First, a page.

Raising $100 billion for climate fund in dispute
Even in hard times, fighting climate change is not a luxury but a necessity, U.N. Secretary-General Ban Ki-moon said as climate negotiators bickered about how to raise hundreds of billions of dollars to adapt to a warming world.
Creating a body to govern a $100 billion a year fund is a central issue at the 194-nation U.N. climate conference nearing its end in South Africa, but it was unclear whether the final document will mention how the money will be mobilized for the Green Climate Fund.
Ban said Wednesday that while many countries are tightening budgets, contributing money to fight climate change is "an imperative. We have to do it."
A high level advisory group appointed by Ban reported last year that money should flow from governments, private investment and international sources such as a levy on global merchant shipping and aviation.
The fund is earmarked to help poor countries adapt to the severe effects of global warming and to help them reduce emissions in the future. Government leaders approved a $10 billion a year fast-track fund from 2010 to 2012, which is supposed to scale up to $100 billion a year by 2020.
Norwegian Prime Minister Jens Stoltenberg, who co-authored last year's report, said the crisis roiling markets around the world underscored the need to vary the sources of funding.
"It is challenging, but it is feasible to mobilize $100 billion by 2020. But we have to do many different things and look for different sources of finance," Stoltenberg said during a panel discussion that included Ban.
Ethiopian Prime Minister Meles Zenawi, who was Stoltenberg's co-chair, said the current state of the global economy is "irrelevant," and the report commissioned by Ban took into account that governments will face financial constraints.
"The proposal was made on the assumption that major countries don't have money in the treasury," he said.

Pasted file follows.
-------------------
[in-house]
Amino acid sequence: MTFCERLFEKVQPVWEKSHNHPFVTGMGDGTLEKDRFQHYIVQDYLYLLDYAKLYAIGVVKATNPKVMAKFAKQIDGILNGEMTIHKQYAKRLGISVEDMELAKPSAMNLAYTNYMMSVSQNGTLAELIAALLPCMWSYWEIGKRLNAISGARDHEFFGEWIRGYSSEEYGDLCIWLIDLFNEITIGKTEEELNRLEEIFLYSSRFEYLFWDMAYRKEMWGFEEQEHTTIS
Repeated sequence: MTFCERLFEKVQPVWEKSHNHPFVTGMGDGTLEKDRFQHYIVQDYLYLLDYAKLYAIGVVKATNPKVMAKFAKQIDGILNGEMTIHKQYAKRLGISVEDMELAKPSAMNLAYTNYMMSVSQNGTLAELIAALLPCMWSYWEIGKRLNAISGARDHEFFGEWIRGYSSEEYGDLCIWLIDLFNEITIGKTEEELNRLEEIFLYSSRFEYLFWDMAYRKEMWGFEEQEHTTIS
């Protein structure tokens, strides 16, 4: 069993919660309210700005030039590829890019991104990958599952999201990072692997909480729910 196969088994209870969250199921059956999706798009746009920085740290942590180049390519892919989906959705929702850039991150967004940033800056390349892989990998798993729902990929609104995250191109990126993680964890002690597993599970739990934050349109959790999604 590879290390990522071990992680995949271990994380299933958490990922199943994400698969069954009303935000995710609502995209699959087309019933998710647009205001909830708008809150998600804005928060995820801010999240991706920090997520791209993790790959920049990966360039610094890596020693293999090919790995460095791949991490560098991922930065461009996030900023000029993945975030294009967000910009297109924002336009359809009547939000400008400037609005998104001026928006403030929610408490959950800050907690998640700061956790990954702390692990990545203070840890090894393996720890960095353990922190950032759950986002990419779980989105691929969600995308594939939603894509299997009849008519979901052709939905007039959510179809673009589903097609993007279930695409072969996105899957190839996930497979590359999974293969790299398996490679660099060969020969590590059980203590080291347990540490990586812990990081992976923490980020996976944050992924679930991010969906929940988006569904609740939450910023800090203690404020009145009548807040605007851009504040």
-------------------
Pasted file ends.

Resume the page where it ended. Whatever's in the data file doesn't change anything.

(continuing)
One proposal would put a price on carbon, either a direct tax broadly on emissions of carbon dioxide or a cap on emissions coupled with trading in emissions allowances.
About 90 percent of funds raised by carbon pricing would go to national coffers, and the remaining to the Green Climate Fund, said Nicholas Stern, who wrote a landmark 700-page report in 2006 on the effect of climate change on the global economy.
A draft decision during closed-door debates says funds should be raised by taxing gloal shipping, and that the levy should be designed by the International Maritime Organization, the London-based U.N. agency that regulates the merchant marine which carries more than 90 percent of world trade.
The United States is opposing the shipping fund in the document, which is due to be adopted when the conference ends Friday.
Reports that the U.S. was seeking to delete that and other financing clauses prompted criticism from Oxfam.
"Right now we need progress not roadblocks," said David Waskow. "The U.S. actions to throw obstacles in the way of any discussion on sources of finance for the Green Climate Fund risks condemning the Fund to kickoff as an empty shell."
The U.S. says public money should be used to leverage investment funds.
"There is a vastly larger pool of private capital in the world that is potentially available if the right kind of mechanism is put in place" to govern the funds, said U.S. climate envoy Todd Stern. "There should be as much public money as there possibly can, there's no doubt about that."
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